Setting the Bar
Professor Jagdish Bhagwati believes that academic scholarship and real-world impact should go hand in hand
Economists are sometimes accused of devising grand, complicated theories that purport to explain the world but then exist apart from it. Jagdish Bhagwati, University Professor of Economics and Law, turns that critique on its head: He believes in the power of economics to affirmatively create a better world. As one of the most widely respected proponents of free trade in America and beyond, Bhagwati is bridging the gap between the theories of international trade and the legal frameworks that enable it.
Bhagwati, who turned 77 this summer and is also a senior fellow for international economics at the Council on Foreign Relations, works at a pace that would tire many men half his age. He is finishing up a new book (his fifth since 2004) on illegal immigration, teaching at the Law School, and writing, blogging, and lecturing. In the midst of doing all of that, Bhagwati has been instrumental in strengthening ties between the Law School and India. Last year, the government of that country funded a new constitutional law chair named after Dr. Bhimrao Ramji Ambedkar (a renowned Indian lawyer, politician, and civil rights activist who studied at Columbia) and two fellowships in Bhagwati’s name. He speaks with great pride of those gifts, the connections they will foster, and how Columbia has shaped the lives of so many from the country of his birth. “Dr. Ambedkar was the father of the Indian constitution,” Bhagwati says. “He was an untouchable, and in his memoirs he writes that, at Columbia, it was the first time he had experienced social equality.”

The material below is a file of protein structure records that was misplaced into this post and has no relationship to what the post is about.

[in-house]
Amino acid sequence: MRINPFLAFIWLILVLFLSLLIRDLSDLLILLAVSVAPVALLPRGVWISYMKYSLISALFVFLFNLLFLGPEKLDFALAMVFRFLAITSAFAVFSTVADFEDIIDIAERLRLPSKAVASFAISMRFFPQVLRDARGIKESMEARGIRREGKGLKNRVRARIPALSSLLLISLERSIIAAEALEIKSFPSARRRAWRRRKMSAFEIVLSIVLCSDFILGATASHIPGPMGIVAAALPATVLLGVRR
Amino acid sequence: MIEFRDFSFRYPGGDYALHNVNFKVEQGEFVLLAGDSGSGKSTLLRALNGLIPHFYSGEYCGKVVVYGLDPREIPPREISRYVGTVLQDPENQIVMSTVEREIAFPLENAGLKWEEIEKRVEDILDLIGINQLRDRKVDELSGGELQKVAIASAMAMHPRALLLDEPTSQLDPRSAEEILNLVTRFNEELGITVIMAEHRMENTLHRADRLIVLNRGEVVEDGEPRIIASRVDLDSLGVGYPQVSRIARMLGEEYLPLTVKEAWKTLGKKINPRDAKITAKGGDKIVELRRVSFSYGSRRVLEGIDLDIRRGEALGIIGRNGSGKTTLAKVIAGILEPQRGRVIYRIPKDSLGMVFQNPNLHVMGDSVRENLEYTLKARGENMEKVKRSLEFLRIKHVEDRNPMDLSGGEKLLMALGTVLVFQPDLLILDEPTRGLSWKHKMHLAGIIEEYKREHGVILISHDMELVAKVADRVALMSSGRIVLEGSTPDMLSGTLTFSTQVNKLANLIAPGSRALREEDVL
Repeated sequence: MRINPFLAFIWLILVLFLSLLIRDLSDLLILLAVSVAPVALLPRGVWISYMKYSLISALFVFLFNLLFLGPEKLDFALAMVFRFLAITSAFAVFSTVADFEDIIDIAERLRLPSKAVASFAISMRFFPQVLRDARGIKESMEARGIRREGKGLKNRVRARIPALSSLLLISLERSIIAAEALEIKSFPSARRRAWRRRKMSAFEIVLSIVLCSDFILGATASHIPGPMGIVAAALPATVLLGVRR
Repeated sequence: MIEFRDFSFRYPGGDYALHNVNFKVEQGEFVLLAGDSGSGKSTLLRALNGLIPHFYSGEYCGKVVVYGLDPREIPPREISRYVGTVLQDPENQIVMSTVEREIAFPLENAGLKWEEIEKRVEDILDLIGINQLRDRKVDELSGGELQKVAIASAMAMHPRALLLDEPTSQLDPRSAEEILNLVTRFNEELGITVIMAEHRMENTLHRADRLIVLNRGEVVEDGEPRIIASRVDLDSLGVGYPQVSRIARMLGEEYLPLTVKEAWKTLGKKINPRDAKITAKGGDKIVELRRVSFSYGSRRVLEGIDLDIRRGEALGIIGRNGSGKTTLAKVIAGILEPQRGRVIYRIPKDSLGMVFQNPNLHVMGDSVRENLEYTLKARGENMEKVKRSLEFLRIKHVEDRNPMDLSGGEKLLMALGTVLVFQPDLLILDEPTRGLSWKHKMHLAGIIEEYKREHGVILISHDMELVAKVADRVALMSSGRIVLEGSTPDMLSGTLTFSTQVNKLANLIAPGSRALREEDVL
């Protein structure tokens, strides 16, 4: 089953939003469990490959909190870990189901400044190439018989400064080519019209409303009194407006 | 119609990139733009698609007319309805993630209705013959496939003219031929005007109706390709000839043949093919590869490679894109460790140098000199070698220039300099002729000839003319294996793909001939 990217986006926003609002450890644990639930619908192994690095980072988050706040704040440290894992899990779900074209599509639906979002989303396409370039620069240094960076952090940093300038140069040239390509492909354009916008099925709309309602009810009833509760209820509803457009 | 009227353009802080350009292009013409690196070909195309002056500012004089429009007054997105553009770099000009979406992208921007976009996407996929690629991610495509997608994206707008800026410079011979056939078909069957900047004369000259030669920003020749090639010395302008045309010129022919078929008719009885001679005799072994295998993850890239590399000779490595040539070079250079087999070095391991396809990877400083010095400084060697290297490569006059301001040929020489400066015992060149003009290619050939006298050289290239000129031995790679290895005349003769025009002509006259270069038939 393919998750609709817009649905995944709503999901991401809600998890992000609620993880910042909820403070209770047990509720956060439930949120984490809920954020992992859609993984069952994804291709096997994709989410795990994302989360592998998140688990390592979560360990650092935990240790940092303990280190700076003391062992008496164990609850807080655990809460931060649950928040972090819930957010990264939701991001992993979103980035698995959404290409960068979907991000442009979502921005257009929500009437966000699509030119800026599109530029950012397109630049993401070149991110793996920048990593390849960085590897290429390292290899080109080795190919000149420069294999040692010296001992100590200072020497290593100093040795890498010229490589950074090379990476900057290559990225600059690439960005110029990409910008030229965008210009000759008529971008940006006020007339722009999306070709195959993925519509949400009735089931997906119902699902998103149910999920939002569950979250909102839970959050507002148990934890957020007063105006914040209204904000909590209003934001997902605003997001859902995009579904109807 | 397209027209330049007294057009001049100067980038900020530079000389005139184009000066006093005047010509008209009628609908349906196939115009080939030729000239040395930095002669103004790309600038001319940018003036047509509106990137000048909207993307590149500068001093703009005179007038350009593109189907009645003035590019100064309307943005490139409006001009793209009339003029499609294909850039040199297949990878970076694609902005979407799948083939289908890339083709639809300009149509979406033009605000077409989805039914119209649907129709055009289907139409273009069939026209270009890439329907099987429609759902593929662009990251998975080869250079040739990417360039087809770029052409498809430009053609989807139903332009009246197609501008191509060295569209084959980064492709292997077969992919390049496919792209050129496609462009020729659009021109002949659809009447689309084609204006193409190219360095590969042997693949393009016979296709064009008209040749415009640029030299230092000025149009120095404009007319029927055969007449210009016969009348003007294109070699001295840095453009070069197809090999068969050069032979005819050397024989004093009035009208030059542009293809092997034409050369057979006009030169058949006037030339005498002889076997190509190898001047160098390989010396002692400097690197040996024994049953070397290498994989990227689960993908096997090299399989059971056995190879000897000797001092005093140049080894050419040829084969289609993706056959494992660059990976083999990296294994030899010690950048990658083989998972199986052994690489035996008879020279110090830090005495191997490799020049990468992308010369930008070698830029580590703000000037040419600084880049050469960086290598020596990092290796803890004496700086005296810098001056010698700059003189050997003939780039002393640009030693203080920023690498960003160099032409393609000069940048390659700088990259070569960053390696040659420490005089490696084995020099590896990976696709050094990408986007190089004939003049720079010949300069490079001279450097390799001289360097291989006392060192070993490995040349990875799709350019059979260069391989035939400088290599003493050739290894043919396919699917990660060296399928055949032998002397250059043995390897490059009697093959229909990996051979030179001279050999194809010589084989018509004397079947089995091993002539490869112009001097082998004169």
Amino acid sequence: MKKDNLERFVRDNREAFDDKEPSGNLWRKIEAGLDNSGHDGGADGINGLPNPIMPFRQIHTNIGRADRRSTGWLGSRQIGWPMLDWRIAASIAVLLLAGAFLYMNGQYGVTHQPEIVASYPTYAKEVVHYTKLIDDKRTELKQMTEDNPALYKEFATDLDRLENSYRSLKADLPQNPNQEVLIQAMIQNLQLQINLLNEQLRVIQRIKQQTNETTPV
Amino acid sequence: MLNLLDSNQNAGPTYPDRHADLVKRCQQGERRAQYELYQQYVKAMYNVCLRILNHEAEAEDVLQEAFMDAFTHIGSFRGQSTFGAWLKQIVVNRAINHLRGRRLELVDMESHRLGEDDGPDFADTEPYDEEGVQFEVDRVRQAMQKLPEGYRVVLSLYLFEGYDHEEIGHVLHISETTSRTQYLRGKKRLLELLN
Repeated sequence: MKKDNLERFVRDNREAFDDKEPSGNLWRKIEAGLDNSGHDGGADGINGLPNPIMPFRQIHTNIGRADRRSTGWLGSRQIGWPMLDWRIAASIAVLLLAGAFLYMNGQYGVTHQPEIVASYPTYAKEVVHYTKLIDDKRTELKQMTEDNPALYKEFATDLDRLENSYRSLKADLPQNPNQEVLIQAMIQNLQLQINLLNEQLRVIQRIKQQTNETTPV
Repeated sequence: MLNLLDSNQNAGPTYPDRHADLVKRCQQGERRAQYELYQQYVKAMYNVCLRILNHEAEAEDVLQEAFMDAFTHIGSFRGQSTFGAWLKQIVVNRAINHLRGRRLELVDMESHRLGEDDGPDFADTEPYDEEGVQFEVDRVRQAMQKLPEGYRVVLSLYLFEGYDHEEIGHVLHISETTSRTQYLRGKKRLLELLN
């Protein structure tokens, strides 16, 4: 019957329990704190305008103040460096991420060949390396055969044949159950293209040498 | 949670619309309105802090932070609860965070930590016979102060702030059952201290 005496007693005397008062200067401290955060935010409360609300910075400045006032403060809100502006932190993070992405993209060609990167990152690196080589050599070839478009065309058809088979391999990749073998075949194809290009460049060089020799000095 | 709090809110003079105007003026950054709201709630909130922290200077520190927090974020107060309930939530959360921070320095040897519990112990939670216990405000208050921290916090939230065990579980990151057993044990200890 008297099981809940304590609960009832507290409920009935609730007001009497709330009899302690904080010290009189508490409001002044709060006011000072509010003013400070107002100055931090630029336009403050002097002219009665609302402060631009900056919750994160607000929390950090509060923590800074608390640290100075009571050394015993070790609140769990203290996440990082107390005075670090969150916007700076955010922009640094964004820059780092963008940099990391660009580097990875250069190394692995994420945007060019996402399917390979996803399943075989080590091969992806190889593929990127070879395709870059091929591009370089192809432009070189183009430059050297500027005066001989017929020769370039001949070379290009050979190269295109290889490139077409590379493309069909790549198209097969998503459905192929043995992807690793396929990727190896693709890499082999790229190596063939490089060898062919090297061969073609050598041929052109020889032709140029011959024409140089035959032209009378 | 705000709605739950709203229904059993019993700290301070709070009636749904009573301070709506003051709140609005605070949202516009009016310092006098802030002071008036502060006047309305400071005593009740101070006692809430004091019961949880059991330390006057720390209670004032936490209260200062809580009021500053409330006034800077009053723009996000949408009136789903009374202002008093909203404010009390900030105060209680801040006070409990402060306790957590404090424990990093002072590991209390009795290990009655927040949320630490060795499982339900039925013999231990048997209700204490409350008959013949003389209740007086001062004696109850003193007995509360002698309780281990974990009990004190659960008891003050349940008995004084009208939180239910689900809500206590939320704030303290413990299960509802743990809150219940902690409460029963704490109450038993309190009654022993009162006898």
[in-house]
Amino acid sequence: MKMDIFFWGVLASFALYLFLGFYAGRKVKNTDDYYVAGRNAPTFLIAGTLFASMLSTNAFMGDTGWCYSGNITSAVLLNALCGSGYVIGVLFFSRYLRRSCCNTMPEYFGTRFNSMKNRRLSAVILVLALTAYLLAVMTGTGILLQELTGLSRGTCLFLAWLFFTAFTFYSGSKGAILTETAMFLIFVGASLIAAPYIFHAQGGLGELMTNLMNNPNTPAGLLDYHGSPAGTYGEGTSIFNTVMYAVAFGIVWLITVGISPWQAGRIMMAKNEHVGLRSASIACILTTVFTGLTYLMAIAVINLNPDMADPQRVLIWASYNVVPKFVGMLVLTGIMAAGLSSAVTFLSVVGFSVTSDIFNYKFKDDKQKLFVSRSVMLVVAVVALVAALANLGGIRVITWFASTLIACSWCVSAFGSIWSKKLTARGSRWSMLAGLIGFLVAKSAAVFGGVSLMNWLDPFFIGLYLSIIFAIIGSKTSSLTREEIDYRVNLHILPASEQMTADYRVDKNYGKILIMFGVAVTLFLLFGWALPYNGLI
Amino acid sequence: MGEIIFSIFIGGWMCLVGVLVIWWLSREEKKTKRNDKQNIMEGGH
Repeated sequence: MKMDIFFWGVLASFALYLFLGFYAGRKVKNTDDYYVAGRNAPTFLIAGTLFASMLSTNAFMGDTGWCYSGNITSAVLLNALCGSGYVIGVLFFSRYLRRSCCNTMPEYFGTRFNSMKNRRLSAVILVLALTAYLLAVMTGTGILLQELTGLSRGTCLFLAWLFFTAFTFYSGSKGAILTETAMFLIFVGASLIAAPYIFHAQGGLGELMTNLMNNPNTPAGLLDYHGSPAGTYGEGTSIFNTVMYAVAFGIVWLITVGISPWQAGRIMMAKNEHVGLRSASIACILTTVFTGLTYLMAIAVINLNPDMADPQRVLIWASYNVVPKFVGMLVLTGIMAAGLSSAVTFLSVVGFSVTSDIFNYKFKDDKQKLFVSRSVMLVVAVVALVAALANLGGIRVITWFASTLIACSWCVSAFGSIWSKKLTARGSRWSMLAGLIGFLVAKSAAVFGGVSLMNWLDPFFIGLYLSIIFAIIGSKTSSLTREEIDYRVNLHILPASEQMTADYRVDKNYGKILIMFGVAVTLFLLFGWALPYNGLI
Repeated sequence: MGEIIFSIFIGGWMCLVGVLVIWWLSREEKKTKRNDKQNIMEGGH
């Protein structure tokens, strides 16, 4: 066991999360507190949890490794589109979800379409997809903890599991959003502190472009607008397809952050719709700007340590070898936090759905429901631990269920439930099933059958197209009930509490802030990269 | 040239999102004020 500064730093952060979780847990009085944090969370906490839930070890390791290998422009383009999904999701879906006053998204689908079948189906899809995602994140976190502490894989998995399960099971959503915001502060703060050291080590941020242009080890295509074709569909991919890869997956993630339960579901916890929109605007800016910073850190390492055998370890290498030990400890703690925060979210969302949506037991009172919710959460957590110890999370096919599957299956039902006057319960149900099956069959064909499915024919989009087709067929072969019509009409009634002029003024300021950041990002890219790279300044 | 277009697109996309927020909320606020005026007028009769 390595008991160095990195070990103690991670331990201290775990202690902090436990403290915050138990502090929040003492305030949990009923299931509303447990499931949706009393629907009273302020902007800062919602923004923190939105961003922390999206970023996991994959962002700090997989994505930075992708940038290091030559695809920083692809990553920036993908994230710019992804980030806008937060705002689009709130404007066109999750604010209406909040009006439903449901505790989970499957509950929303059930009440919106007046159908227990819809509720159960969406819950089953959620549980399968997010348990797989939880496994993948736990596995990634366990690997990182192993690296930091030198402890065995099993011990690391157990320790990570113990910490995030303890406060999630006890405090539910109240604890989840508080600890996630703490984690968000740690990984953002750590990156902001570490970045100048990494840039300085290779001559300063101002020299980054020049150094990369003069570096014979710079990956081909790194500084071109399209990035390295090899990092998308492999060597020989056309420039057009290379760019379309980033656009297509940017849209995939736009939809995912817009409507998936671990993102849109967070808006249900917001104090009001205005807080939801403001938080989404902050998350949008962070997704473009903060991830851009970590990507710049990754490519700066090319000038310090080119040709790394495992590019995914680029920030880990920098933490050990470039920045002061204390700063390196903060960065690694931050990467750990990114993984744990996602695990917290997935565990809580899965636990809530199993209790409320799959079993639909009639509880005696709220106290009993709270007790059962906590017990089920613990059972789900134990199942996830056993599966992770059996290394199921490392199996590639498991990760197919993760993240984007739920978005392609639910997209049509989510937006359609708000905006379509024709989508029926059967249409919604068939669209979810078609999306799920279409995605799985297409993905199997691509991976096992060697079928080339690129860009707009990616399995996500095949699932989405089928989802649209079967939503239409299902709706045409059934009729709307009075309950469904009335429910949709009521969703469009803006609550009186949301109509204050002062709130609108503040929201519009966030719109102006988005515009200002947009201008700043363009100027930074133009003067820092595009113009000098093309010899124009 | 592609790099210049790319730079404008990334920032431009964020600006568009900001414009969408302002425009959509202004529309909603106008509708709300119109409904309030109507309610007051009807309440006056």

Mid-summer, in his sun-filled corner office, Bhagwati speaks most animatedly about the importance of using his expertise and knowledge to help spur change that has a positive effect on people’s lives. He argues that academics must throw themselves into public policy conversations in order to have an impact on the real world. “The economists and the social scientists should not be writing just for each other,” says Bhagwati, who has published more than 200 op-ed articles and has trained students to write financial opinion pieces. “I do think one of the most important things, even for a scholarly person like me, is to work the system to be able to influence policy. And that’s where I think, partly, my interest in law comes from.”
For Bhagwati, trade is an important lever for economic equality, and law is integral to the discipline. To understand any trade dispute that is settled at the World Trade Organization, he says, one needs to understand not just economics, but also law. Bhagwati immersed himself in the legal aspects of trade two decades ago as an economic policy adviser to the director general of the General Agreement on Tariffs and Trade, the precursor to the WTO. “I got my hands dirty, and got interested, and realized how important it was to look at the fine print,” Bhagwati says.
Today, as part of his work at the Law School, Bhagwati teaches two courses on WTO law in conjunction with two prominent law professors: Petros Mavroidis at the Law School and Merit Janow ’88 at the School of International and Public Affairs. At the same time, he also is branching out. With the nearly 10-year-old Doha round of trade talks stalled, Bhagwati says he is currently writing more about other important issues, as well.
Most recently, he has redirected focus to his forthcoming book on immigration. The publication will come at the controversial issue from an economist’s perspective and argues that states should be allowed to take the lead in creating immigration laws, setting up a natural competition among states for workers. This concept would allow pro-immigration “good states” to attract and retain more labor, and cause the anti-immigration “bad states,” like Arizona, to lose out in the market competition for workers. Says Bhagwati: “It’s a little book, but a big message.”